Pennsylvania Gambling At A ‘Saturation Point’ Says Economist Frank Gamrat

Written By Corey Sharp on April 3, 2024 - Last Updated on April 8, 2024
Large stack of poker chips covering almost the entire 3D outline of the state of Pennsylvania. Pennsylvania gambling expert Frank Gamrat believes skill games and online casinos are saturating the gambling market in the Keystone State.

Gambling expert Frank Gamrat, PhD., told PlayPennsylvania the state’s gambling industry has hit a saturation point.

Gamrat is the Executive Director of the Allegheny Institute for Public PolicyIt is a non-profit research and education company that dives into topics to defend the interest of taxpayers.

He noted that there are several gambling verticals that have been added to the market, including Pennsylvania skill games, which aren’t regulated yet, and PA online casinos.

The number of ways to gamble in Pennsylvania has grown rapidly

Map showing the retail casino locations in Pennsylvania

Mohegan Pennsylvania became the first casino to open in the Keystone State. It opened the door for gambling to flourish in Pennsylvania. The state has come a long way since, adding 16 more retail casinos.

Pennsylvania casinos produced a record of $5.7 billion in gambling revenue last year, with $2.5 billion coming from slots. It’s the highest slot revenue recorded since the Pennsylvania Gaming Control Board (PGCB) started tracking calendar year results in 2013.

Pennsylvania had 12 casinos in 2013 and generated $2.38 billion in slot revenue that year. Last year’s total represented only a 3.4% increase, despite there now being 17 casinos in the state.

Shouldn’t that increase be larger with the amount of casinos in the state?

“Yes, you would absolutely think that because they put these casinos in places where they didn’t have access [to gambling] before,” Gamrat told PlayPennsylvania.

The opening of new casinos, especially in the Greater Pittsburgh area with Rivers Casino Pittsburgh, Hollywood Casino at The Meadows and Live! Casino Pittsburgh, should have significantly increased slot revenue. But it hasn’t happened that way, as other means to gamble became legalized.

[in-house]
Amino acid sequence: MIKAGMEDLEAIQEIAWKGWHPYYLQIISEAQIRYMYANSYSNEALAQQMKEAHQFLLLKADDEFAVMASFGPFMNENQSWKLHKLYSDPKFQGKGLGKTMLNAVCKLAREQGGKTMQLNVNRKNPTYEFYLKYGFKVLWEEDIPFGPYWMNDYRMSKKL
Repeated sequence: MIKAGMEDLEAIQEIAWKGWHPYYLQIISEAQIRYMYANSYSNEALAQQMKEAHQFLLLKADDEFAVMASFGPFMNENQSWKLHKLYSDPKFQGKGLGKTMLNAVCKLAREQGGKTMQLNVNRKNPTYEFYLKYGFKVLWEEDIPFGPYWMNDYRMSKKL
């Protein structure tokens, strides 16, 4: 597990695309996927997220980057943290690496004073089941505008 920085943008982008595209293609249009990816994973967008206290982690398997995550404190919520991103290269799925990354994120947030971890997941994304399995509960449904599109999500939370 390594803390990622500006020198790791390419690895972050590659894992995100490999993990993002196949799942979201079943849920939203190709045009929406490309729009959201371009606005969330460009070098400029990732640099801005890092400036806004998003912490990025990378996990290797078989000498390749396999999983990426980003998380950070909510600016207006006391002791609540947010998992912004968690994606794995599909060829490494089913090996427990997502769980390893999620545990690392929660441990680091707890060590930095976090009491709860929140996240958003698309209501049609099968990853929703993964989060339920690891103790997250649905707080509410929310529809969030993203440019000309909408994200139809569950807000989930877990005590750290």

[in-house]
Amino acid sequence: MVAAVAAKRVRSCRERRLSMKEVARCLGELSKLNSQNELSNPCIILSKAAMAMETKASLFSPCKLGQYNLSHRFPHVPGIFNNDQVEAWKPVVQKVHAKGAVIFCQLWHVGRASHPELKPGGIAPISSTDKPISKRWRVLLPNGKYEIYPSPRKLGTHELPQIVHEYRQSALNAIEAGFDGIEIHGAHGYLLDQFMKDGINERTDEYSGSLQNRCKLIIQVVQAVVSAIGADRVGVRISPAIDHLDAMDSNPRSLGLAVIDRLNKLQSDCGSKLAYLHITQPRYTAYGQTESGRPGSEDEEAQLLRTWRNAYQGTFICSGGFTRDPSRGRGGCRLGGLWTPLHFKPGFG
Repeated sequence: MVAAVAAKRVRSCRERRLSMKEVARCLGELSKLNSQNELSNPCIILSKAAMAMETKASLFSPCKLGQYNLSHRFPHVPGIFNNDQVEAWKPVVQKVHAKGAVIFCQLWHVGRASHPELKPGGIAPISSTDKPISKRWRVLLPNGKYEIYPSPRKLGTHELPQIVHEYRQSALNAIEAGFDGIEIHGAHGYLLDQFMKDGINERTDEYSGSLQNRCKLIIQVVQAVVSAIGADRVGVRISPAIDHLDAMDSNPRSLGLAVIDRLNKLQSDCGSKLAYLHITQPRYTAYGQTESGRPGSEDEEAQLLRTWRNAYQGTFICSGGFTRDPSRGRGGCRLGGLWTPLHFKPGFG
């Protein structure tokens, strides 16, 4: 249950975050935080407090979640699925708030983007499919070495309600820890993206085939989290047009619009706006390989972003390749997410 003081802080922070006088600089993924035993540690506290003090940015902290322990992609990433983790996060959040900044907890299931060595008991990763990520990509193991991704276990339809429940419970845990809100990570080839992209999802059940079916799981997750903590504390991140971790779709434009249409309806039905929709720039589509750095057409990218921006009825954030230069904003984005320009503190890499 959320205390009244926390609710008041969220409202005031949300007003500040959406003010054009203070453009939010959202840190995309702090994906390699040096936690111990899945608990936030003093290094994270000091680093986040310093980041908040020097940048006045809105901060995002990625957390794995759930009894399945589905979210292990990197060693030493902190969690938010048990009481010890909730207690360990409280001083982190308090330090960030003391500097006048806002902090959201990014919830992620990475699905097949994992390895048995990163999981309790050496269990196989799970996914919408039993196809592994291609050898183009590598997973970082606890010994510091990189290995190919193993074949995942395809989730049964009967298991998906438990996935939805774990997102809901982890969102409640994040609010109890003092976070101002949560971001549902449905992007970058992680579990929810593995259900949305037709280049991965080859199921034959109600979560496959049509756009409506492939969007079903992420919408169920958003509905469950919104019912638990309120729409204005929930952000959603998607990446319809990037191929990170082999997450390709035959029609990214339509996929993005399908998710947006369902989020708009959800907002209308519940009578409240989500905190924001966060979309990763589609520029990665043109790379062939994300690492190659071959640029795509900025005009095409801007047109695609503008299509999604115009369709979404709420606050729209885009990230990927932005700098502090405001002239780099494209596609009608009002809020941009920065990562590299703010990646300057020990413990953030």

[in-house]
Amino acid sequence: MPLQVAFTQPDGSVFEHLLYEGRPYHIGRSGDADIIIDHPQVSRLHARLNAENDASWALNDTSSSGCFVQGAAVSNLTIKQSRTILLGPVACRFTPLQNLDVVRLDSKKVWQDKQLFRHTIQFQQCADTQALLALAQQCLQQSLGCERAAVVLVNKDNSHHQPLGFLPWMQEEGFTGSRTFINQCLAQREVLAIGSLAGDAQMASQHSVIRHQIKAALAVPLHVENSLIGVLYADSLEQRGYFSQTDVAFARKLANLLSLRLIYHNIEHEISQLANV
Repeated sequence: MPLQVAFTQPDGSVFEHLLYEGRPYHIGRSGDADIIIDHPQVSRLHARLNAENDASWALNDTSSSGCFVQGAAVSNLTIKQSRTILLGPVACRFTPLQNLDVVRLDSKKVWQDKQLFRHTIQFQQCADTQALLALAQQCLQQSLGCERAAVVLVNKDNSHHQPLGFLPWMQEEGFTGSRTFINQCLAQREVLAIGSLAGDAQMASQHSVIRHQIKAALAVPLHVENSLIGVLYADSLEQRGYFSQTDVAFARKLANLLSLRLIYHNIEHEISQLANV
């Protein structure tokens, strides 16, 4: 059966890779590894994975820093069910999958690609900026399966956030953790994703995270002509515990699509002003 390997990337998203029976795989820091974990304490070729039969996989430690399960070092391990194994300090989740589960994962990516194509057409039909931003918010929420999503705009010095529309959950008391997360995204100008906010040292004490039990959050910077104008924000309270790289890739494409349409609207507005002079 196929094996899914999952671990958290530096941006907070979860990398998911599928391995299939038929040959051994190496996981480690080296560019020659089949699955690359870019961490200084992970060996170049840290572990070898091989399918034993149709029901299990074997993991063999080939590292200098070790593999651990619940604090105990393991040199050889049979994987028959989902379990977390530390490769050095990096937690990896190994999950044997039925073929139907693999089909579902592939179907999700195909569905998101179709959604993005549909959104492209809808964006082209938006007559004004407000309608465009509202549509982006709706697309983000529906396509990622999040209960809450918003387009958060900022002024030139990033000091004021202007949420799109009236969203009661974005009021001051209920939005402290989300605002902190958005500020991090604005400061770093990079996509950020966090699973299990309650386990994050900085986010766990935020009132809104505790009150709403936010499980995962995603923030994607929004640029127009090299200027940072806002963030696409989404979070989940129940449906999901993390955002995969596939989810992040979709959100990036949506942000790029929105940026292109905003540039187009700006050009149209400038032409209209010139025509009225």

“Internet [gaming] came along and now I don’t have to go to the casino, I can play internet slots. People might stay home and game,” Gamrat said of a potential reason for slow retail growth.

There are currently 21 online casino platforms in Pennsylvania, which produced $215.2 million in February revenue, an all-time record.

How Pennsylvania skill games have contributed to saturated market

There are other forms of gambling, in addition to online casinos, that are saturating the industry.

Gamrat referenced skill games as a possible threat to the gambling industry in a policy brief published last week. He mentioned in his piece that there are approximately 15,000 skill games across the state, which is likely on the lower side, compared to an estimated 25,000 retail slot machines.

“I think right now you’re at a saturation point and skill games may be contributing to that saturation,” Gamrat said. “Instead of driving into the city of Pittsburgh to game, I can just walk next door to the bar.”

Gamrat said he’s noticed more and more skill games popping up in convenient stores and bars, along with establishments that are operating mini casinos with several machines.

Skill games are headed towards regulation, however, the framework remains unclear. Gov. Josh Shapiro proposed a 42% tax in his FY 2024/2025 budget with the PGCB regulating the machines. Pennsylvania Senator Gene Yaw’s (R-23) bill proposes a 16% tax with oversight from the Department of Revenue (DOR).

Gamrat made it clear that he’s not choosing a side when it comes to taxation. However, he discussed a condition where skill games can become an asset to the gambling industry:

“It depends how they designate that tax money. If it just goes into the General Fund, then it probably won’t be as much of an asset. If it goes back into the communities where they are, then the asset equation changes. It would be an asset.”

Gov. Shapiro estimates the games will generate more than $150 million in tax revenue next fiscal year. By FY 2025/2026, skill machines could produce more than $313 million in tax earnings.

It is clear that Pennsylvania is a rich state with numerous ways to gamble that can benefit communities across the state.

Photo by PlayPennsylvania
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Corey Sharp

Corey Sharp is the Lead Writer at PlayPennsylvania bringing you comprehensive coverage of sports betting and gambling in Pennsylvania. Corey is a 4-for-4 Philly sports fan and previously worked as a writer and editor for the Philadelphia Inquirer and NBC Sports Philadelphia.

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